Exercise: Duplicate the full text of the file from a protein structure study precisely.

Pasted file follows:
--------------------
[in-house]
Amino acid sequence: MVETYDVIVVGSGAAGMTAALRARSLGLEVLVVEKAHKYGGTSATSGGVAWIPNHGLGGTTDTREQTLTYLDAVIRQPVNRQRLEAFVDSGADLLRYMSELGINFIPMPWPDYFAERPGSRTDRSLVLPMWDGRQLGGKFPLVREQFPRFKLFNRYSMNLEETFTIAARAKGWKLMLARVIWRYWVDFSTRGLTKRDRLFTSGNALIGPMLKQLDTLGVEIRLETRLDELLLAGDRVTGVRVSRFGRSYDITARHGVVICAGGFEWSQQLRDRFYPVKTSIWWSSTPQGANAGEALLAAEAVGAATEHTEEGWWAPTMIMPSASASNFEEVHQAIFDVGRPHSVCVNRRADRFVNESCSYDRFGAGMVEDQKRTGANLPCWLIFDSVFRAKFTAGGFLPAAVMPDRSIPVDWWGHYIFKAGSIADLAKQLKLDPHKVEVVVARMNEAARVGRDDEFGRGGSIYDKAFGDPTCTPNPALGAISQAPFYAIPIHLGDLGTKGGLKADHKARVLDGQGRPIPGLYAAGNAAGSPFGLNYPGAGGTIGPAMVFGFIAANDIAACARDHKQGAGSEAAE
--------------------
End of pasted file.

[in-house]
Amino acid sequence: MVETYDVIVVGSGAAGMTAALRARSLGLEVLVVEKAHKYGGTSATSGGVAWIPNHGLGGTTDTREQTLTYLDAVIRQPVNRQRLEAFVDSGADLLRYMSELGINFIPMPWPDYFAERPGSRTDRSLVLPMWDGRQLGGKFPLVREQFPRFKLFNRYSMNLEETFTIAARAKGWKLMLARVIWRYWVDFSTRGLTKRDRLFTSGNALIGPMLKQLDTLGVEIRLETRLDELLLAGDRVTGVRVSRFGRSYDITARHGVVICAGGFEWSQQLRDRFYPVKTSIWWSSTPQGANAGEALLAAEAVGAATEHTEEGWWAPTMIMPSASASNFEEVHQAIFDVGRPHSVCVNRRADRFVNESCSYDRFGAGMVEDQKRTGANLPCWLIFDSVFRAKFTAGGFLPAAVMPDRSIPVDWWGHYIFKAGSIADLAKQLKLDPHKVEVVVARMNEAARVGRDDEFGRGGSIYDKAFGDPTCTPNPALGAISQAPFYAIPIHLGDLGTKGGLKADHKARVLDGQGRPIPGLYAAGNAAGSPFGLNYPGAGGTIGPAMVFGFIAANDIAACARDHKQGAGSEAAE